Samurai William: The Adventurer Who Unlocked Japan

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Hodder & Stoughton, Oct 13, 2011 - History - 416 pages
2 Reviews

In 1611 an astonishing letter arrived at the East India Trading Company in London after a tortuous seven-year journey. Englishman William Adams was one of only twenty-four survivors of a fleet of ships bound for Asia, and he had washed up in the forbidden land of Japan.

The traders were even more amazed to learn that, rather than be horrified by this strange country, Adams had fallen in love with the barbaric splendour of Japan - and decided to settle. He had forged a close friendship with the ruthless Shogun, taken a Japanese wife and sired a new, mixed-race family.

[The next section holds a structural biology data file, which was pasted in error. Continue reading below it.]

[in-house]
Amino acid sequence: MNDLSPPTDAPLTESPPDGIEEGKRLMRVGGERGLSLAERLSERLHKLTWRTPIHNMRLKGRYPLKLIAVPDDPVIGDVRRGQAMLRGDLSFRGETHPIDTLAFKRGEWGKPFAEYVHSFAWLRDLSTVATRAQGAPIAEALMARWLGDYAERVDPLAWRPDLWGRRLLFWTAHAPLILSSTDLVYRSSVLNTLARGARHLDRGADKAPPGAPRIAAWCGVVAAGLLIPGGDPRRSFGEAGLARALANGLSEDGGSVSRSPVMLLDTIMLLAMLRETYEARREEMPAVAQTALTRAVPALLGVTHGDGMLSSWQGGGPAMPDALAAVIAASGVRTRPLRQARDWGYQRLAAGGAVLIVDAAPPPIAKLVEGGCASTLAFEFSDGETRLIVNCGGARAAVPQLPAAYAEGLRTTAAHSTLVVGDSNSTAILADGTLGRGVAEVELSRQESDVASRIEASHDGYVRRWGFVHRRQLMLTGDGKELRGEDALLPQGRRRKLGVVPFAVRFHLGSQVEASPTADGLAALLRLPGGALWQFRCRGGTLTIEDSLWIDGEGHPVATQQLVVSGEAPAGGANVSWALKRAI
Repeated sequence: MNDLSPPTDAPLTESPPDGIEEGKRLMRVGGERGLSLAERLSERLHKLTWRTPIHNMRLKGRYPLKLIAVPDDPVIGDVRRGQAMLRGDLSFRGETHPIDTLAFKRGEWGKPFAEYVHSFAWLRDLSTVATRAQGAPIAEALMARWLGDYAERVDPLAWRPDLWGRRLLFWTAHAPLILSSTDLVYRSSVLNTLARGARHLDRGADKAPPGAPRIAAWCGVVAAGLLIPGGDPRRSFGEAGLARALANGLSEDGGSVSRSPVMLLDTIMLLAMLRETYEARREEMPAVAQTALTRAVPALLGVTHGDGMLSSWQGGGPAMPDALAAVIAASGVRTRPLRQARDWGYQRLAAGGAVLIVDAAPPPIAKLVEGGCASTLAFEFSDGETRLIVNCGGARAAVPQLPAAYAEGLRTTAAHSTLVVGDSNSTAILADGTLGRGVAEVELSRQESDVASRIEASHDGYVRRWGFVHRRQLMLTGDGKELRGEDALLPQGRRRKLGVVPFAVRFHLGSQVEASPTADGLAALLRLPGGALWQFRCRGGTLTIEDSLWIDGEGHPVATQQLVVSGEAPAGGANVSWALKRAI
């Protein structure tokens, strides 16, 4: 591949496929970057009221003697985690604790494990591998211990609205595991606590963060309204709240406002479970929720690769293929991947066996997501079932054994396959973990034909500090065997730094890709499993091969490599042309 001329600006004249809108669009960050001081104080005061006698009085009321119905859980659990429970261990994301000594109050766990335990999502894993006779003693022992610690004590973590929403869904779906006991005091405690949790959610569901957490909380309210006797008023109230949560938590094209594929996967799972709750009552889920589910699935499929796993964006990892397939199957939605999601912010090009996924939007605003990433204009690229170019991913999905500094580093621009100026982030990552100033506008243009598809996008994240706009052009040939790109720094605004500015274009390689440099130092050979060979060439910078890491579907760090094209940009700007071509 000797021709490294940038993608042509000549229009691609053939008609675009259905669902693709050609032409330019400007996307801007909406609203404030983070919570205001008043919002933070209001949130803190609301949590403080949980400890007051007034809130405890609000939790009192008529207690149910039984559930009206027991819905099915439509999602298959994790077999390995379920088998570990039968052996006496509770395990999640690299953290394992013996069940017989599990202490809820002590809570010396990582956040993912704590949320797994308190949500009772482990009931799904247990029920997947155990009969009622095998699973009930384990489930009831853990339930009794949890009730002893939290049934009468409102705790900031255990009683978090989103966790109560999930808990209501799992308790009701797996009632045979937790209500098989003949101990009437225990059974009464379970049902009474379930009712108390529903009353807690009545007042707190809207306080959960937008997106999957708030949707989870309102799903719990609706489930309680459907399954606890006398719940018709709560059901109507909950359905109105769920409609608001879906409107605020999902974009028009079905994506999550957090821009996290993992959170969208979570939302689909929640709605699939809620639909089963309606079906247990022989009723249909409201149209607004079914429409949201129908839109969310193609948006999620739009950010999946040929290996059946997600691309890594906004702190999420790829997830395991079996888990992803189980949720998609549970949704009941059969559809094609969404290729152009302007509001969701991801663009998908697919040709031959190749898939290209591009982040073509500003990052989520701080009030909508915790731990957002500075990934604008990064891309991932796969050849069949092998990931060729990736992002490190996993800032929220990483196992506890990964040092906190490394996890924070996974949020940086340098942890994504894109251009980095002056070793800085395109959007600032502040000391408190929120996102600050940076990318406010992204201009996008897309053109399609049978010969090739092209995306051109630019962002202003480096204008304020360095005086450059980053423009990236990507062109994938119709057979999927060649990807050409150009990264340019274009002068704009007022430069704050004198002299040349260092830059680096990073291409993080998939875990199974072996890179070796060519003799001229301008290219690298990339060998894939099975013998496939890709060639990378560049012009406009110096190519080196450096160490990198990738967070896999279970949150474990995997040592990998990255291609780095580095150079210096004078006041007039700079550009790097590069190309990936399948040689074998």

Adams' letter fired up the London merchants to plan a new expedition to the Far East, with designs to trade with the Japanese and use Adams' contacts there to forge new commercial links.

Samurai William brilliantly illuminates a world whose horizons were rapidly expanding eastwards.

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Review: Samurai William: The Adventurer Who Unlocked Japan

User Review  - Miles - Goodreads

Pretty good read. Especially in terms of explaining the harrowing voyages mariners took in order to discover and dominate the spice trade. Book is not exclusively about Adams. Giles dedicates much of the book to other mariners, which I found annoying at times. Read full review

Review: Samurai William: The Adventurer Who Unlocked Japan

User Review  - Carol Weaver - Goodreads

Excellent Read full review

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About the author (2011)

Giles Milton is a writer and historian. He is the bestselling author of Nathaniel`s Nutmeg, Big Chief Elizabeth, The Riddle and the Knight, White Gold, Samurai William, Paradise Lost and, most recently, Wolfram. He has also written two novels and two children`s books, one of them illustrated by his wife Alexandra. He lives in South London.

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